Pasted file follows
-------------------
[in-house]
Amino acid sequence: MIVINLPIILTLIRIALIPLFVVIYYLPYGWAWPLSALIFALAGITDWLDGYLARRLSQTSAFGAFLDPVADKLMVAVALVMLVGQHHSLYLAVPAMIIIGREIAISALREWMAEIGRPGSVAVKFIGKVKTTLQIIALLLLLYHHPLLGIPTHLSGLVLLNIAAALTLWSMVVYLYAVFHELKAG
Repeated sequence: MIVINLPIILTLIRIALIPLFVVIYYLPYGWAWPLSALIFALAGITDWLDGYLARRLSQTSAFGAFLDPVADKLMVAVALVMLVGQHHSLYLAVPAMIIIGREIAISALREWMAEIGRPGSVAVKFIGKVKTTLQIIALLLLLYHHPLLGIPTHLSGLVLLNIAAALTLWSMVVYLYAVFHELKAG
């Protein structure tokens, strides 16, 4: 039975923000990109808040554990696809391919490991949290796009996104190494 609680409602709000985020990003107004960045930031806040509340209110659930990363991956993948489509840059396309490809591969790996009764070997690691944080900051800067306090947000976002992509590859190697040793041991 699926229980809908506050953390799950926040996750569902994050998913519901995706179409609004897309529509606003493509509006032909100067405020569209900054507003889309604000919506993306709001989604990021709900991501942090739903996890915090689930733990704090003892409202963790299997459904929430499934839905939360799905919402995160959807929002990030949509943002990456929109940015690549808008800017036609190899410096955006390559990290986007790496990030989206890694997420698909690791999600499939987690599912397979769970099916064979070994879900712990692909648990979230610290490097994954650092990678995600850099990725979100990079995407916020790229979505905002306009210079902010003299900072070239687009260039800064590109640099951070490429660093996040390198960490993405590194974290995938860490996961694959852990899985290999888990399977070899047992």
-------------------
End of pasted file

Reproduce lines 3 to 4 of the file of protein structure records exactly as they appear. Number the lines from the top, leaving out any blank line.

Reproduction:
Repeated sequence: MIVINLPIILTLIRIALIPLFVVIYYLPYGWAWPLSALIFALAGITDWLDGYLARRLSQTSAFGAFLDPVADKLMVAVALVMLVGQHHSLYLAVPAMIIIGREIAISALREWMAEIGRPGSVAVKFIGKVKTTLQIIALLLLLYHHPLLGIPTHLSGLVLLNIAAALTLWSMVVYLYAVFHELKAG
């Protein structure tokens, strides 16, 4: 039975923000990109808040554990696809391919490991949290796009996104190494 609680409602709000985020990003107004960045930031806040509340209110659930990363991956993948489509840059396309490809591969790996009764070997690691944080900051800067306090947000976002992509590859190697040793041991 699926229980809908506050953390799950926040996750569902994050998913519901995706179409609004897309529509606003493509509006032909100067405020569209900054507003889309604000919506993306709001989604990021709900991501942090739903996890915090689930733990704090003892409202963790299997459904929430499934839905939360799905919402995160959807929002990030949509943002990456929109940015690549808008800017036609190899410096955006390559990290986007790496990030989206890694997420698909690791999600499939987690599912397979769970099916064979070994879900712990692909648990979230610290490097994954650092990678995600850099990725979100990079995407916020790229979505905002306009210079902010003299900072070239687009260039800064590109640099951070490429660093996040390198960490993405590194974290995938860490996961694959852990899985290999888990399977070899047992």